After a second detour we now return to the main question. There are two kinds of pressure groups often defined as Insider and Outsider. However we are at an intersting point where some of the Outsider groups are on the verge of becoming insider groups. I will elaborate. Insider groups are those accepted by the establishment, they may even have been set up by the establishment such as the RSPCA. These insider groups will generally be called to advise select committees and to give their views on new policy affecting their area of interest. They are respected by the establishment and their views are thought to correspond to the general populace.

On the other side of the fence are the outsider groups who are not recognised by the establishment. They me be proscribed (illegal) groups such as the IRA or animal rights terrorists such as the ALF but there are also groups whos views are considered too eccentric or out of kilter with the views of Joe Public to matter – The Hunnt Sabatoeurs Association a few years ago for example. What is interesting is that groups like the IRA have apparently abandoned their form of lobbying – para-military activities, because it was not effective and are moving into the political process while other groups are moving away from the party system and directly into lobbying.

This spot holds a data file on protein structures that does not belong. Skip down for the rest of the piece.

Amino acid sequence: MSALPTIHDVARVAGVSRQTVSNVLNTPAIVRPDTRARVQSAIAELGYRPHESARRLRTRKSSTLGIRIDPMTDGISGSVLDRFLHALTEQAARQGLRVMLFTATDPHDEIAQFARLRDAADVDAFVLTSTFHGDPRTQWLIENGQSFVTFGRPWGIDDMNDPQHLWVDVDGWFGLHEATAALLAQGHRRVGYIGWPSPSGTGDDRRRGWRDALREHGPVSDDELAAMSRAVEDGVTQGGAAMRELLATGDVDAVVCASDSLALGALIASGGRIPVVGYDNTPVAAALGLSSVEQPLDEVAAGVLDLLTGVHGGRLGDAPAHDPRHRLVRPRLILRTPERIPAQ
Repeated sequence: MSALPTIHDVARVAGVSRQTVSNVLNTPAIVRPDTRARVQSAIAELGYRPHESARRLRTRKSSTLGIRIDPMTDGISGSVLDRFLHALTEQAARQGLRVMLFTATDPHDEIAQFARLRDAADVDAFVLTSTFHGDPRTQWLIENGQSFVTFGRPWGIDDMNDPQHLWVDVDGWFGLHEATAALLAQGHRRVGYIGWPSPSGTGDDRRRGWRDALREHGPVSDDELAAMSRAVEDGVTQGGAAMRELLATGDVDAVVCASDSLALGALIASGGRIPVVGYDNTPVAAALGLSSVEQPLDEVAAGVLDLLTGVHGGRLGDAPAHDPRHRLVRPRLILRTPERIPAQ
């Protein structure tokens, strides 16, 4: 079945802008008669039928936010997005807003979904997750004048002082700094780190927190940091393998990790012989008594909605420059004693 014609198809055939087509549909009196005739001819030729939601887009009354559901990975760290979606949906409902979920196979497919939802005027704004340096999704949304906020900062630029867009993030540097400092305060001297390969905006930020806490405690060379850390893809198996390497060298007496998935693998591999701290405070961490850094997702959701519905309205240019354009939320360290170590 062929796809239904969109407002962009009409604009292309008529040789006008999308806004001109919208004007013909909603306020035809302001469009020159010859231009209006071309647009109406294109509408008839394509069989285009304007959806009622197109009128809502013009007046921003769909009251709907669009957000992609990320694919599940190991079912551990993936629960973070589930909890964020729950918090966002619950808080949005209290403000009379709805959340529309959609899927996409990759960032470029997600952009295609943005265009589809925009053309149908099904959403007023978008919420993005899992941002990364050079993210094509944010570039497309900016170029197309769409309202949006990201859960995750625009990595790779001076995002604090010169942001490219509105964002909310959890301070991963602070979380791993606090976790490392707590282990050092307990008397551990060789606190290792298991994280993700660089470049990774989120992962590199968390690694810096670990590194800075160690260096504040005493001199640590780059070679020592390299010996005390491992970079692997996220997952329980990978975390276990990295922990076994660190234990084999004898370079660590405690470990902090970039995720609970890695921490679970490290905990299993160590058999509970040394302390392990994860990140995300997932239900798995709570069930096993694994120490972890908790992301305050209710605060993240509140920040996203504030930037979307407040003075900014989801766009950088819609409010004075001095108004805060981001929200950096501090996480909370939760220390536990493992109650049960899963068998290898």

Public pressure groups need not be affiliated to an indivdual party, usually they are not. But they work with the parties to find sympathetic MPs who will argue their cause in Parliament. Only insider groups can be successful in doing this but a recent list of active pressure groups included over 400 groups in areas as diverse as Community Action, Animal Welfare, Farming, Ethnic Minorities, Unemployed, Drugs/Addiction, Education, Families, Aged, Wildlife, Environment, Health, Disability, Counselling, Housing, Sexuality, Religious, and Women’s groups.

What was the question? Where do pressure groups end and parties begin in Britain today? Well something like that. The Green party is a one cause party – it aims to get elected to put together policy on one issue, its policy on everything except the environment is a curious mixture of Luddite/Communist thinking coupled with liberal values and harsh taxes. The two main one issue parties in Britain are Plaid Cymru and the SNP who want independence of some sort for Wales and Scotland respectively. None of these three parties ever get taken particularly seriously although the big three do steal policy from the Greens occasionaly. If they do get their MPs elected the only time they can influence the government is when it comes to cutting deals to get government policy passed. Therefore those who do not a have their own party have turned to lobbying.